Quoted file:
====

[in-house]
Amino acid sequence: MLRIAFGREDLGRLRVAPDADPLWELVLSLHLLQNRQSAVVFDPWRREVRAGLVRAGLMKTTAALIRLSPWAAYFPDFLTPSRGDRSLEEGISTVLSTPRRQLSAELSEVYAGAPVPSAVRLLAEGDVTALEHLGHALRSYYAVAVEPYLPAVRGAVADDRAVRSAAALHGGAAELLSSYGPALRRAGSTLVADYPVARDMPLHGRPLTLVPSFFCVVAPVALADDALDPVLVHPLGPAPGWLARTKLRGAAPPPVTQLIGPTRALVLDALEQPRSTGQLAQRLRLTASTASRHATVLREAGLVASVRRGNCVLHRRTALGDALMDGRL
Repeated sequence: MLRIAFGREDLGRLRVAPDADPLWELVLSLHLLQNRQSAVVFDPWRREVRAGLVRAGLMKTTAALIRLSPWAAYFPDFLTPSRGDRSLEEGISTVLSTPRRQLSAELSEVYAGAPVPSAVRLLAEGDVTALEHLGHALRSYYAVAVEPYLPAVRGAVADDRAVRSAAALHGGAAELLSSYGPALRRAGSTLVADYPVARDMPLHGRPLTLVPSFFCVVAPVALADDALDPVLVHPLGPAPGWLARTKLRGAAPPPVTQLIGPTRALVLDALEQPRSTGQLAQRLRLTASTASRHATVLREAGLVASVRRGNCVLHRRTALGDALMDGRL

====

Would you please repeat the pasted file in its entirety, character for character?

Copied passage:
[in-house]
Amino acid sequence: MLRIAFGREDLGRLRVAPDADPLWELVLSLHLLQNRQSAVVFDPWRREVRAGLVRAGLMKTTAALIRLSPWAAYFPDFLTPSRGDRSLEEGISTVLSTPRRQLSAELSEVYAGAPVPSAVRLLAEGDVTALEHLGHALRSYYAVAVEPYLPAVRGAVADDRAVRSAAALHGGAAELLSSYGPALRRAGSTLVADYPVARDMPLHGRPLTLVPSFFCVVAPVALADDALDPVLVHPLGPAPGWLARTKLRGAAPPPVTQLIGPTRALVLDALEQPRSTGQLAQRLRLTASTASRHATVLREAGLVASVRRGNCVLHRRTALGDALMDGRL
Repeated sequence: MLRIAFGREDLGRLRVAPDADPLWELVLSLHLLQNRQSAVVFDPWRREVRAGLVRAGLMKTTAALIRLSPWAAYFPDFLTPSRGDRSLEEGISTVLSTPRRQLSAELSEVYAGAPVPSAVRLLAEGDVTALEHLGHALRSYYAVAVEPYLPAVRGAVADDRAVRSAAALHGGAAELLSSYGPALRRAGSTLVADYPVARDMPLHGRPLTLVPSFFCVVAPVALADDALDPVLVHPLGPAPGWLARTKLRGAAPPPVTQLIGPTRALVLDALEQPRSTGQLAQRLRLTASTASRHATVLREAGLVASVRRGNCVLHRRTALGDALMDGRL